This system was a part of the Europe of earlier days, but was amazingly efficient. Sign language was often employed by the customers to denote the number of pounds, or a half pound, as on a busy day the store was so crowded that it was impossible to be heard above the clamour of voices.

The store had excellent strip-loin steaks. The back-bacon, hams, and cold cuts were truly great. People came from all over the city to purchase meat there. On a Saturday it was jammed, and at Christmas time the crowds were unbelievable. Shopping there was an experience to be savoured, not a chore to be endured.

After the European Meat Market closed in 2013, Sanagan’s Meat Locker occupied the site. I must admit that I miss the bright-red sign that is evident in the painting. It is the loss of bright colours that I miss most from the Market that existed in the early years of the 21st century.

 

133.  18x24  2005  Kensington and St. Andrew's

The view gazes north on Kensington Avenue from St. Andrew’s Street. At the north end of Kensington Avenue is Baldwin Avenue. It is early morning and the fruit and vegetable stalls are being stocked and arranged for the day. A small boy pleads with his father to visit the ice cream shop on Baldwin Street, despite having finished his breakfast only an hour earlier. 

146.  18x24  2005 Kiever Synagogue, Ken. Market

On the northeast corner of Denison Square Avenue and Bellevue Avenue is the Kiever Synagogue. It was constructed as a place of worship by Jewish immigrants who fled to Canada to escape religious persecution in the Ukraine. Many of them settled in Toronto in “The Ward,” a district to the east of University Avenue. In 1912, they commenced worshipping in a house. In 1917, they relocated to the Kensington Market, on the present-day site of the Kiever Synagogue, where at the time there was a small house.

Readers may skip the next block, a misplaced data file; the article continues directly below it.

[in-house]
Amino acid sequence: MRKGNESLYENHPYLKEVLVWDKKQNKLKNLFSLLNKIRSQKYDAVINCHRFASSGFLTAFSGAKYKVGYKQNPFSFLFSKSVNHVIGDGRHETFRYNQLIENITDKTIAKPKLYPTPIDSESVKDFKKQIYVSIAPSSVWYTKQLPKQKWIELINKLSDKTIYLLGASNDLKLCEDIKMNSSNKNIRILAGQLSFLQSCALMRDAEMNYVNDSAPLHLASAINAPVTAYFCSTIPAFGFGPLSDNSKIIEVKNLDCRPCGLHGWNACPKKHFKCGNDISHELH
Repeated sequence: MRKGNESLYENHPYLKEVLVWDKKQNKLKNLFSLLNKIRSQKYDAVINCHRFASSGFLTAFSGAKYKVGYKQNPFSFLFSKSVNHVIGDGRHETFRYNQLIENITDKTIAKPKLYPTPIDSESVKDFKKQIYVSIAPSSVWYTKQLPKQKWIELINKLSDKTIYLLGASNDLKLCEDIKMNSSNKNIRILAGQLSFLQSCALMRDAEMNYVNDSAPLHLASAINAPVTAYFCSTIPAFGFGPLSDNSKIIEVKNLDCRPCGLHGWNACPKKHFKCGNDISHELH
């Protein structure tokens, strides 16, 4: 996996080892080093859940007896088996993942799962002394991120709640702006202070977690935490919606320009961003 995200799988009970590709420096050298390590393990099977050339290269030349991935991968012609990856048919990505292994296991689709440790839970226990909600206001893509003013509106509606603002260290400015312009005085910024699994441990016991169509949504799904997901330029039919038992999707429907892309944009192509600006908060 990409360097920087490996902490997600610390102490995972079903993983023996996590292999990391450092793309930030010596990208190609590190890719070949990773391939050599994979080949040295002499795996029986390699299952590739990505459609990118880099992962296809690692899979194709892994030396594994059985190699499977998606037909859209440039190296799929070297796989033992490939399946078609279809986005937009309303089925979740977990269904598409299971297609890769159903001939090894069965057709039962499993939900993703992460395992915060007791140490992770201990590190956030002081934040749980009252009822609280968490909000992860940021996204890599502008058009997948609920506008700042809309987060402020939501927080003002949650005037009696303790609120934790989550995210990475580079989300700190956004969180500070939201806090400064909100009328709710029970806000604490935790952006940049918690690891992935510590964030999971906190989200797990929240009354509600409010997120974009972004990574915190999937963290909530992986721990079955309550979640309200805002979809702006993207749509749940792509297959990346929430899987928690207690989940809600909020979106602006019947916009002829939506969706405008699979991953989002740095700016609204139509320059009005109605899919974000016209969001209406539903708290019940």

In 1927, they demolished the house and constructed the synagogue that exists there today. Designed by Benjamin Swantz, the Kiever Synagogue combines Romanesque and Byzantine architecture. It has two domed towers on the front, and another at the northwest corner, each topped with a Star of David. No tower was built on the northeast corner of the building, as this corner was not visible from either of the streets that surround the synagogue. Four different styles of windows grace the facade, and though they vary in size, all have Romanesque arches over them. There are separate doors for men and women, which lead to separate seating areas inside the sanctuary, which in the traditional manner, faces Jerusalem.

The painting depicts a Saturday afternoon, when the streets surrounding the market are crammed with the cars and vans of the shoppers that descend on the market on weekends.  

                      143.  20x24  2005  Sea Kings, Balwin St.

The Sea King’s Fish Market at 195 Baldwin Street, had one of the most colourful signs in the market. The sign that replaced it is considerably less colourful. After the New Seaway Market closed, I commenced purchasing my seafood here. In the painting, a young couple converse intimately in a shaded spot in the left-hand corner of the picture, while a woman and her grandson sit in the shade to rest. The boy’s dog barks to inform them that it is time to move on.

148.  20x24  2004 Augusta and Nassau

This busy scene is the intersection of Augusta Avenue and Nassau Street.

149.  8x10  2001 Nassau and Augusta

A close-up view of the shoppers at the market, on the southeast corner of Nassau and Augusta.

The appearance in 2015 of a few of the shops captured on canvas in 2005.

DSCN6388  DSCN6394

Sanagan’s, where European Meats was located (Left), and the Coral Sea fish shop on Baldwin Street (right).

DSCN6396

Shop where “Max and Son Meat Market” was located, which is now a fish market—”Hooked.” 

DSCN6392   DSCN6393

Sea Kings Fish Market in 2015 (left) and Akram’s Shoppe the same year (right)

                                     * * *

The Kensington Market has a fascinating history. In the 1790s, the site where today’s Market exists was within two parcels of land granted by Governor Simcoe to influential friends. The grants were referred to as “Park Lots,” Alexander Grant owning one of them and the other owned by Major E.B. Littlehayes. The name Littlehayes survives to this day in the name of a small laneway that extends north from Baldwin Street, east of Augusta Avenue.